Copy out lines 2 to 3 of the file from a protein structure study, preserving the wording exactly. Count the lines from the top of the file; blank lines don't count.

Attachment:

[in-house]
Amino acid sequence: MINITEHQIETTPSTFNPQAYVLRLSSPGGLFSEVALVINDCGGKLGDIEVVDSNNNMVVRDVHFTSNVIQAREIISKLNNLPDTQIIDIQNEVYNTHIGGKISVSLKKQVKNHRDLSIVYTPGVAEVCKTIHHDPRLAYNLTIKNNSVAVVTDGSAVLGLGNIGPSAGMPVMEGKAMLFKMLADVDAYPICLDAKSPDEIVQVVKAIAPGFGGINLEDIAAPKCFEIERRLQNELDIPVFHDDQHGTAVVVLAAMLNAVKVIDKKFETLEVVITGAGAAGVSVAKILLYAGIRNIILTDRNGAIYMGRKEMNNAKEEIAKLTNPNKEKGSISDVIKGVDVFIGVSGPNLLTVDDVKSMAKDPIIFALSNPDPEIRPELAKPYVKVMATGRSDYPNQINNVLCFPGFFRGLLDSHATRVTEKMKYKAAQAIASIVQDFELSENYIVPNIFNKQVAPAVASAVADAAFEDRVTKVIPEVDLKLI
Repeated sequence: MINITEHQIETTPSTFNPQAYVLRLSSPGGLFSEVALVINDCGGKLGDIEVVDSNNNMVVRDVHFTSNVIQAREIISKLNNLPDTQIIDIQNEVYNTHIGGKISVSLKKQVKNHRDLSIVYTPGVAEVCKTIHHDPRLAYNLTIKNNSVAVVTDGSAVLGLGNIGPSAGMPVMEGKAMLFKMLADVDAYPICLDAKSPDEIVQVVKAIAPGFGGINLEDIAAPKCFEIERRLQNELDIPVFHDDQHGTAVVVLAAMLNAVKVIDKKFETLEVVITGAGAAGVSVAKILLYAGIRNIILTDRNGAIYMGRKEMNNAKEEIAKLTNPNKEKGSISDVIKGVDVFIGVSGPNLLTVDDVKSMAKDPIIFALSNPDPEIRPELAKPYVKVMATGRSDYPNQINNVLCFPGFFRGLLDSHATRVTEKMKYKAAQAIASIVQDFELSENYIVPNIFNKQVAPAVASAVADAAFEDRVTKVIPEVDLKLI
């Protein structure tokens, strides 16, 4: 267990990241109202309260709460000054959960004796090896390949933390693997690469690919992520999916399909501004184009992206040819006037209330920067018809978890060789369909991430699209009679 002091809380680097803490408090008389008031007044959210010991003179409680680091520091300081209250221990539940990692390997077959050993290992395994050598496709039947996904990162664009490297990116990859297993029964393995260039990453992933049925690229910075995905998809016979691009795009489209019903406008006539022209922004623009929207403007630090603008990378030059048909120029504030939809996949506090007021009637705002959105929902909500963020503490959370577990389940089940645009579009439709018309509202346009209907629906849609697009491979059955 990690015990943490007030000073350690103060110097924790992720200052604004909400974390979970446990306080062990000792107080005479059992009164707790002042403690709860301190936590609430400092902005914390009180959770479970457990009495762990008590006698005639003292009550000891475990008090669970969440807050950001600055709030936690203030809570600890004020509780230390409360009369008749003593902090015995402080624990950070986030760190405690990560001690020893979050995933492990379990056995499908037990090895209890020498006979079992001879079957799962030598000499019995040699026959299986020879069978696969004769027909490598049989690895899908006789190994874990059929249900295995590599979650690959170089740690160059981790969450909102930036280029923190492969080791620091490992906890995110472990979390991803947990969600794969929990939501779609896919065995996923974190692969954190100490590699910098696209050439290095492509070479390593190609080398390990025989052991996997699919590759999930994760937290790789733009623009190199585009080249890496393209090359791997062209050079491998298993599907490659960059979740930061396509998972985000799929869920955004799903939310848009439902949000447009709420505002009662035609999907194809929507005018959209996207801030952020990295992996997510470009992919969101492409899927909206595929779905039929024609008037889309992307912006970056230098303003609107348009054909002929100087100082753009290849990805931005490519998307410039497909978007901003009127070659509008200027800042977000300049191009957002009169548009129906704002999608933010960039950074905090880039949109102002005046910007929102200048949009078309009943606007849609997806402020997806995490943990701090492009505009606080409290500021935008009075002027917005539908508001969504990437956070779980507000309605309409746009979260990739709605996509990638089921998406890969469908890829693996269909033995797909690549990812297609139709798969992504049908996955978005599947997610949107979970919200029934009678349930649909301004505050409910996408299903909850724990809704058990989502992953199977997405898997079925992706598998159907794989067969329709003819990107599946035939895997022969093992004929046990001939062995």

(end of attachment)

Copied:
Amino acid sequence: MINITEHQIETTPSTFNPQAYVLRLSSPGGLFSEVALVINDCGGKLGDIEVVDSNNNMVVRDVHFTSNVIQAREIISKLNNLPDTQIIDIQNEVYNTHIGGKISVSLKKQVKNHRDLSIVYTPGVAEVCKTIHHDPRLAYNLTIKNNSVAVVTDGSAVLGLGNIGPSAGMPVMEGKAMLFKMLADVDAYPICLDAKSPDEIVQVVKAIAPGFGGINLEDIAAPKCFEIERRLQNELDIPVFHDDQHGTAVVVLAAMLNAVKVIDKKFETLEVVITGAGAAGVSVAKILLYAGIRNIILTDRNGAIYMGRKEMNNAKEEIAKLTNPNKEKGSISDVIKGVDVFIGVSGPNLLTVDDVKSMAKDPIIFALSNPDPEIRPELAKPYVKVMATGRSDYPNQINNVLCFPGFFRGLLDSHATRVTEKMKYKAAQAIASIVQDFELSENYIVPNIFNKQVAPAVASAVADAAFEDRVTKVIPEVDLKLI
Repeated sequence: MINITEHQIETTPSTFNPQAYVLRLSSPGGLFSEVALVINDCGGKLGDIEVVDSNNNMVVRDVHFTSNVIQAREIISKLNNLPDTQIIDIQNEVYNTHIGGKISVSLKKQVKNHRDLSIVYTPGVAEVCKTIHHDPRLAYNLTIKNNSVAVVTDGSAVLGLGNIGPSAGMPVMEGKAMLFKMLADVDAYPICLDAKSPDEIVQVVKAIAPGFGGINLEDIAAPKCFEIERRLQNELDIPVFHDDQHGTAVVVLAAMLNAVKVIDKKFETLEVVITGAGAAGVSVAKILLYAGIRNIILTDRNGAIYMGRKEMNNAKEEIAKLTNPNKEKGSISDVIKGVDVFIGVSGPNLLTVDDVKSMAKDPIIFALSNPDPEIRPELAKPYVKVMATGRSDYPNQINNVLCFPGFFRGLLDSHATRVTEKMKYKAAQAIASIVQDFELSENYIVPNIFNKQVAPAVASAVADAAFEDRVTKVIPEVDLKLI